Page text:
Artists have long used creative works to support civil rights and peace. Music has often driven change and supported the hard work of activists. Here are some musicians and groups who have published music that in some ways was ahead of its time.
As a group and through singles by individual members, The Beatles used their music for change. John Lennon’s “Imagine” talks about a world at peace, and it’s just as apropos today as it was when it was released in 1971. The song is powerful, and it was written at a time when the Vietnam War was raging. Here are a few of the most political songs attributed to the band or members of The Beatles.
- “Come Together”
- “Power to the People”
“Strange Fruit” was released in 1939, long before the civil rights protests of the 1960s, but the song is a haunting reminder of racism that existed in the United States. The song was the first time a Black artist produced lyrics that were so explicit. Some have called the song the beginning of the civil rights movement. Time magazine named it as “Best Song of the Century.” It’s not just a protest song but also art. Many artists have done covers of “Strange Fruit,” but Holiday’s rendition is the classic.
The music from Queen resonates with audiences today, even though Freddie Mercury died almost 20 years ago. “I Want to Break Free” is a great protest song about emancipation and oppression. If you’ve never seen the music video, it adds a new dimension to the song. The band members dressed in drag, which at the time was done in British comedy.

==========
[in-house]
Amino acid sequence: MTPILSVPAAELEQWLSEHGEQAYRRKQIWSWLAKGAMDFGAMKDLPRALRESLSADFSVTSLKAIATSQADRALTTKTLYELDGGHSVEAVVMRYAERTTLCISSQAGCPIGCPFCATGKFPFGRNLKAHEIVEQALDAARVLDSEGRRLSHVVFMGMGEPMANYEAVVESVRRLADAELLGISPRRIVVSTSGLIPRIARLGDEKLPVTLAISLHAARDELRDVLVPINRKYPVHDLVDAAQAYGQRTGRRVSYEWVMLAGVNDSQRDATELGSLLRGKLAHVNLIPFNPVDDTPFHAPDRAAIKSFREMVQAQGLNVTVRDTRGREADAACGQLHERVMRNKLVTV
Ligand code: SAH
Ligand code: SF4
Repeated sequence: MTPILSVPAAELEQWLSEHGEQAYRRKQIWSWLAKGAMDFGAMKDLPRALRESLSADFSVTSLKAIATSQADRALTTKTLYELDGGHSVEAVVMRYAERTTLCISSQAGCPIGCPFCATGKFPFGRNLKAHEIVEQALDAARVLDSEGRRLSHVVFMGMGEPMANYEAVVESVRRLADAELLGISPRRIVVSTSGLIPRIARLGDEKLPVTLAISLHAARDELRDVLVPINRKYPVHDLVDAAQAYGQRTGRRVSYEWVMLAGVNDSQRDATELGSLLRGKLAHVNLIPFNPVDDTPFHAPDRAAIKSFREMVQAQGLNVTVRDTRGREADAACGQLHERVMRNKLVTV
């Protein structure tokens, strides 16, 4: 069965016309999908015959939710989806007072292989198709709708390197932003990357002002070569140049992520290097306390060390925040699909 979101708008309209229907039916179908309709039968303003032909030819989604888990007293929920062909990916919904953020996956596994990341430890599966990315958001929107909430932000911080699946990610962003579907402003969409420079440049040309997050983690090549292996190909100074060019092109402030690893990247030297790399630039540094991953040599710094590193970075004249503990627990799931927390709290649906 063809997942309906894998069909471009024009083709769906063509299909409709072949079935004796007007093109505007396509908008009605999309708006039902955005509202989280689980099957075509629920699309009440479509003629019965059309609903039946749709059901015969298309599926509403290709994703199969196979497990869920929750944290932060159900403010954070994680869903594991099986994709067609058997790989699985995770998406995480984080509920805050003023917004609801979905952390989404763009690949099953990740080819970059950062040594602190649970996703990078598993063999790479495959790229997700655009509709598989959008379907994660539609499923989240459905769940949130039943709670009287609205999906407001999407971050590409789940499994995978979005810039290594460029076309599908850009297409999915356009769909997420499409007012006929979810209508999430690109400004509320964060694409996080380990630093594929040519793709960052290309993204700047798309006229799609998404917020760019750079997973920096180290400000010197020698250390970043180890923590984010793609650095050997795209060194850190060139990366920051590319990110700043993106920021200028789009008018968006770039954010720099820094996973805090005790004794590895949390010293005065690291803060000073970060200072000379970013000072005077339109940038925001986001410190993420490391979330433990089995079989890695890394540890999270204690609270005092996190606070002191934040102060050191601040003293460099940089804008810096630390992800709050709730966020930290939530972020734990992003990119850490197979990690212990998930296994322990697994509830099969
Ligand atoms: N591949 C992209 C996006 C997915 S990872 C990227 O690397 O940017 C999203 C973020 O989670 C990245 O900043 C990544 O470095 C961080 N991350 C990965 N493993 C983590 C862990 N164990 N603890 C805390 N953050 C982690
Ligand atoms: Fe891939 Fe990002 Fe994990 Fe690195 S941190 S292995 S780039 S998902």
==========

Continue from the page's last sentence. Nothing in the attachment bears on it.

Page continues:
Most schoolchildren learn the lyrics to “This Land Is Your Land,” but what isn’t taught is that the song was written in rebellion to “God Bless America.” It’s a reminder that America was created for the average person. Most children never learn the most radical verses of the song: “By the relief office, I'd seen my people. As they stood there hungry, I stood there asking, Is this land made for you and me?”
“What’s Going On” is largely considered one of Gaye’s best songs, even though it steps away from his classic Motown sound. It was released in 1971, inspired by police brutality and violence during an anti-war protest in Berkeley. The song is poignant and heartbreaking. Two lines of lyrics say it all: “You see, war is not the answer, for only love can conquer hate.”
The title “Born in the U.S.A.” sounds patriotic, but when you listen to the lyrics of the song, you learn that it’s really a protest of how the soldiers who fought in the Vietnam War were treated when they came home. Springsteen has long been an ally to the LGBT+ community and supports women’s rights.
Dylan is known for his protest songs, such as “Blowin’ in the Wind” and “Times They Are a Changin,’” but he doesn’t think of himself as a movement leader. He was honored in 2016 with the Nobel Prize in Literature for his groundbreaking work in poetic expressions in song. His lecture concluded with the statement, “Our songs are alive in the land of the living. But songs are unlike literature. They're meant to be sung, not read… Just as lyrics in songs are meant to be sung, not read on a page.”
Use Music as Encouragement To Keep Striving
Some political protest songs are a call to arms to rise up and change the culture. Others are a commentary on the state of things that make people stand up and notice. Listen to these songs of protest as you fight for civil rights and equality.